Archive for the Research Really Matters Category

USF School of Physical Therapy awarded $1.59 M from DOD for musculoskeletal research

September 22, 2011

Studies target reducing low back injury and improving prosthetics for military Tampa, FL (Sept. 22, 2011) — The University of South Florida School of Physical Therapy & Rehabilitation Sciences has received a $1.59-million U.S. Department of Defense award for leading-edge musculoskeletal research intended to benefit active duty soldiers and veterans and improve military preparedness. The award will fund two major studies – one investigating whether a specific exercise training regimen may protect against low back injury in combat soldiers and the second evaluating the best prosthetic foot to accommodate soldiers […]

NIH grant helps USF pharmacy researcher further define mechanisms of arrhythmias

September 22, 2011

The National Institutes of Health awarded researchers in the USF College of Pharmacy $1.65 million to further study the mechanisms that cause cardiac arrhythmias and the roles potassium channels play in the heart. Srinivas Tipparaju, MPharm, PhD, assistant professor in the College of Pharmacy, is the principal investigator on the 5-year study from the National Heart, Lung and Blood Institute. Co-investigators are Aruni Bhatnagar, PhD, and Oleg Barski, PhD, both from the University of Louisville. The grant, titled “Redox Regulation of Kv channels,” aims to advance the understanding of how […]

Infant mortality linked to subsequent risk of stillbirth, USF-led study finds

September 21, 2011

Tampa, FL (Sept. 21, 2011) — Women whose first pregnancy ended in infant death are significantly more likely to have a subsequent stillbirth finds new research published today (21 September) in BJOG: An International Journal of Obstetrics and Gynaecology.  Black women experienced the highest rates of stillbirth in subsequent pregnancy, the U.S. study by researchers at the University of South Florida and the University of Rochester reports. “Our findings show that there are large disparities in infant mortality rates between white and black women and highlight the need for improved […]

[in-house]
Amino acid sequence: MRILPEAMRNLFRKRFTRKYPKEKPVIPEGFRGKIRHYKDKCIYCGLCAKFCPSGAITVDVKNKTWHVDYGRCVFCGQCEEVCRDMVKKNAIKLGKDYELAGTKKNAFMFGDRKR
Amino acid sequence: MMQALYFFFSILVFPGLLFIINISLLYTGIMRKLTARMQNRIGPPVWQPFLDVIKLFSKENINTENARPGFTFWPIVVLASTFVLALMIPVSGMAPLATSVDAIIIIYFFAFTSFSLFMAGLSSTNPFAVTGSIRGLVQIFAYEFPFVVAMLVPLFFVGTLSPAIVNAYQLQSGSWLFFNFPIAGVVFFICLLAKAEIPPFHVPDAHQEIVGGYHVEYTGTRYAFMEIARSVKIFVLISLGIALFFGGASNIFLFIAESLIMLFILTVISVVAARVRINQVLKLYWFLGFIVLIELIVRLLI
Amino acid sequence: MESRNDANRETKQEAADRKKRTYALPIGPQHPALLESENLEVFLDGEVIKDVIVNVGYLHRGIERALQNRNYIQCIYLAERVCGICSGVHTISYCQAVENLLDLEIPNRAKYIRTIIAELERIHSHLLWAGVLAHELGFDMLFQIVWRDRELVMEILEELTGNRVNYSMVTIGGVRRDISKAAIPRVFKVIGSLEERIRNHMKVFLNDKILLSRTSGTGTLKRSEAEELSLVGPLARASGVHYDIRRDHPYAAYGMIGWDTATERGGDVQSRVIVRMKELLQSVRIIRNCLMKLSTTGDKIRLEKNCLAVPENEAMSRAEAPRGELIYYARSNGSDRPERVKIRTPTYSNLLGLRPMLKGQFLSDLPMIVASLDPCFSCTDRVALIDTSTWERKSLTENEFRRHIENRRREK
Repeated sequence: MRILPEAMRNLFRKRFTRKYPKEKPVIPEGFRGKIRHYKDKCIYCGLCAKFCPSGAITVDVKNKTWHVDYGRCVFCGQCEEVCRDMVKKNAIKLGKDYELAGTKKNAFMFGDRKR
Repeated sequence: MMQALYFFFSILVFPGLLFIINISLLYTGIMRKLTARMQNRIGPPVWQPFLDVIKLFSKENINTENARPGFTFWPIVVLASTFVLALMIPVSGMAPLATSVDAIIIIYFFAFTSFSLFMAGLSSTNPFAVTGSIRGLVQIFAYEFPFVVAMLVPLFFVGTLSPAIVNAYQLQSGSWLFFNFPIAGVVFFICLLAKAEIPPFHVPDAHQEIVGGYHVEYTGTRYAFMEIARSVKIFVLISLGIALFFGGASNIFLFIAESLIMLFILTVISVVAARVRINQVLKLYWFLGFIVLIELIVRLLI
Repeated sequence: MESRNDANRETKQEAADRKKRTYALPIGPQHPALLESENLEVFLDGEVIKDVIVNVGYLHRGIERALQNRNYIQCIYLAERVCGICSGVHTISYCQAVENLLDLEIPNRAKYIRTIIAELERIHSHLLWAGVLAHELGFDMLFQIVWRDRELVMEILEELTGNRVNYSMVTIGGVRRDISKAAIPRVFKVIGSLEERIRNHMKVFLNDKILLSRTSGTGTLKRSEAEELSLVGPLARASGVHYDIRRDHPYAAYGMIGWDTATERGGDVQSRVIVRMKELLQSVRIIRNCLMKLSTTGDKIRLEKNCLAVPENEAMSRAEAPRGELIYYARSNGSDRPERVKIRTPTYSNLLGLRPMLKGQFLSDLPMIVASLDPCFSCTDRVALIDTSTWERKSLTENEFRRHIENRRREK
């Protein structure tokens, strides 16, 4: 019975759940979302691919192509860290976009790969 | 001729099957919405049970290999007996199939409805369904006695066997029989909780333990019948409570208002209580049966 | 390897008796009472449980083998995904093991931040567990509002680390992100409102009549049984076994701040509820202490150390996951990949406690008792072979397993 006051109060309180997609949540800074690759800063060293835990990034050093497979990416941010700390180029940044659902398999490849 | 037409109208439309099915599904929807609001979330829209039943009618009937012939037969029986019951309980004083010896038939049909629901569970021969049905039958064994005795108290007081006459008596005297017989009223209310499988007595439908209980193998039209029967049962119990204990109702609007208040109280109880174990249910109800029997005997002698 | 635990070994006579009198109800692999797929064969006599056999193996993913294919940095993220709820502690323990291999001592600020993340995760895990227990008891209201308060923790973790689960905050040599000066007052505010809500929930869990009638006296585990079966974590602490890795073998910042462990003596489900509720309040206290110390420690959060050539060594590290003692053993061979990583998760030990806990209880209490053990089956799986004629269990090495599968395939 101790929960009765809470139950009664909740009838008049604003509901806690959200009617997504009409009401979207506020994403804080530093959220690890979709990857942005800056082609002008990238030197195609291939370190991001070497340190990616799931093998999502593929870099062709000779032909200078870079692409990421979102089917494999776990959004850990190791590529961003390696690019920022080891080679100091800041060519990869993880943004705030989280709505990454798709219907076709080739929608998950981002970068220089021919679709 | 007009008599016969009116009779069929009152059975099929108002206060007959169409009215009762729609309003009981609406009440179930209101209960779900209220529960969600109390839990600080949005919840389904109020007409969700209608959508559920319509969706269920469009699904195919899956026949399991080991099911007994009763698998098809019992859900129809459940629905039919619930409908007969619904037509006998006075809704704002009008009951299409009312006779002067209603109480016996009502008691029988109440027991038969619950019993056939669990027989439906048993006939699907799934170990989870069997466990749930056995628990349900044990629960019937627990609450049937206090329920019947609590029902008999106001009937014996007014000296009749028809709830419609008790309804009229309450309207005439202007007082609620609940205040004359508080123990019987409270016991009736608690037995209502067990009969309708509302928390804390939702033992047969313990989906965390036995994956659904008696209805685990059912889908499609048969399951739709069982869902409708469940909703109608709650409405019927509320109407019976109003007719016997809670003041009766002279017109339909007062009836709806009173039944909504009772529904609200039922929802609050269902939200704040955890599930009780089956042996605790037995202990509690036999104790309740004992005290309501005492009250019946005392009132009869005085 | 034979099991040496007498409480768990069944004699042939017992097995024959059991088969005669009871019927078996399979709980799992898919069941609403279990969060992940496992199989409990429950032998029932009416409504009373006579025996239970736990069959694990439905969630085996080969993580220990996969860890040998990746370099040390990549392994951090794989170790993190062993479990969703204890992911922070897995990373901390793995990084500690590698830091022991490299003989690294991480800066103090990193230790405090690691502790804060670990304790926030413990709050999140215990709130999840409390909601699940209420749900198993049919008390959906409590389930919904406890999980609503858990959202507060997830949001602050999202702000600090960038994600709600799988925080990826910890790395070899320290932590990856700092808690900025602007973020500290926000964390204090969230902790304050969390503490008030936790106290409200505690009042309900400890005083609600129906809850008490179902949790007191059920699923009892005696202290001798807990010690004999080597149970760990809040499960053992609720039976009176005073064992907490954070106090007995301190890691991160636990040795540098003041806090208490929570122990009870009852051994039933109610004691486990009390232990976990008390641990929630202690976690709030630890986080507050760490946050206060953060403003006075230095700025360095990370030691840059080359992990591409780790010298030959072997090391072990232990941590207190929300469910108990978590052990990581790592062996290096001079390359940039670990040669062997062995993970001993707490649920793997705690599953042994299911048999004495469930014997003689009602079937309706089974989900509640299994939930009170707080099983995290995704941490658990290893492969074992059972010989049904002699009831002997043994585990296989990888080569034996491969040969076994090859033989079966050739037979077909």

Lack of protein FKBP51 improves resilience to depressive behavior

September 15, 2011

Mouse-model study led by University of South Florida suggests potential new treatment target Tampa, FL (Sept. 15, 2011) — Decreasing expression of a protein associated with susceptibility to depression made old mice resistant to depressive-like behavior while improving their hormonal response to stress, a study led by researchers at the University of South Florida found. The lack of this protein, FKBP51, did not adversely affect their memory, learning, or basic motor functions. The study suggests that drug discovery efforts aimed at reducing levels of the protein FKBP51 may yield new […]

USF allergists help push for more focus on ashtma in elderly patients

September 8, 2011

Elderly patients suffering from asthma are being overlooked when it comes to medical research and education. This is the conclusion of a team of physicians, including two from USF Health, whose proceedings from a recent workshop on asthma in older adults are published in the September issue of the Journal of Allergy and Clinical Immunology, as well as appearing on the American Academy of Allergy, Asthma & Immunology website. Monroe J. King, DO, associate professor of medicine in the USF Division of Allergy and Immunology and chairman of the workshop, […]